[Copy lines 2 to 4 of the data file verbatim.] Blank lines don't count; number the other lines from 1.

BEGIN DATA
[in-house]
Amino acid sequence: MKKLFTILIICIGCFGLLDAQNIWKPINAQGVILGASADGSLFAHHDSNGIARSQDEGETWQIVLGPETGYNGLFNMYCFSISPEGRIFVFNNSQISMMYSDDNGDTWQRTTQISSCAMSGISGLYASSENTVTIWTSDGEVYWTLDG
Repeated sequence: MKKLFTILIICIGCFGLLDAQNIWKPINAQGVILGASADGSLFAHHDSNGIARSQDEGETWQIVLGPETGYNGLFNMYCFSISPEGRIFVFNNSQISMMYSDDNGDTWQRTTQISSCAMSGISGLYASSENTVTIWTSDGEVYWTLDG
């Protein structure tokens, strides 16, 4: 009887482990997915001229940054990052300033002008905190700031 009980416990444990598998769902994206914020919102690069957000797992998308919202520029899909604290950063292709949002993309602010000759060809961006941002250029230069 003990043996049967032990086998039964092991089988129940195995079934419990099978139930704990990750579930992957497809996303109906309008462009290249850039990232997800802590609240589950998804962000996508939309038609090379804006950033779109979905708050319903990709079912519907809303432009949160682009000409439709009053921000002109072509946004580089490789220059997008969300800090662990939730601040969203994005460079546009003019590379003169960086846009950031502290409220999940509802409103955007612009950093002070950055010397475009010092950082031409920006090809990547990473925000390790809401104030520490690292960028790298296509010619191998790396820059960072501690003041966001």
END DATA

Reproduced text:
Amino acid sequence: MKKLFTILIICIGCFGLLDAQNIWKPINAQGVILGASADGSLFAHHDSNGIARSQDEGETWQIVLGPETGYNGLFNMYCFSISPEGRIFVFNNSQISMMYSDDNGDTWQRTTQISSCAMSGISGLYASSENTVTIWTSDGEVYWTLDG
Repeated sequence: MKKLFTILIICIGCFGLLDAQNIWKPINAQGVILGASADGSLFAHHDSNGIARSQDEGETWQIVLGPETGYNGLFNMYCFSISPEGRIFVFNNSQISMMYSDDNGDTWQRTTQISSCAMSGISGLYASSENTVTIWTSDGEVYWTLDG
């Protein structure tokens, strides 16, 4: 009887482990997915001229940054990052300033002008905190700031 009980416990444990598998769902994206914020919102690069957000797992998308919202520029899909604290950063292709949002993309602010000759060809961006941002250029230069 003990043996049967032990086998039964092991089988129940195995079934419990099978139930704990990750579930992957497809996303109906309008462009290249850039990232997800802590609240589950998804962000996508939309038609090379804006950033779109979905708050319903990709079912519907809303432009949160682009000409439709009053921000002109072509946004580089490789220059997008969300800090662990939730601040969203994005460079546009003019590379003169960086846009950031502290409220999940509802409103955007612009950093002070950055010397475009010092950082031409920006090809990547990473925000390790809401104030520490690292960028790298296509010619191998790396820059960072501690003041966001």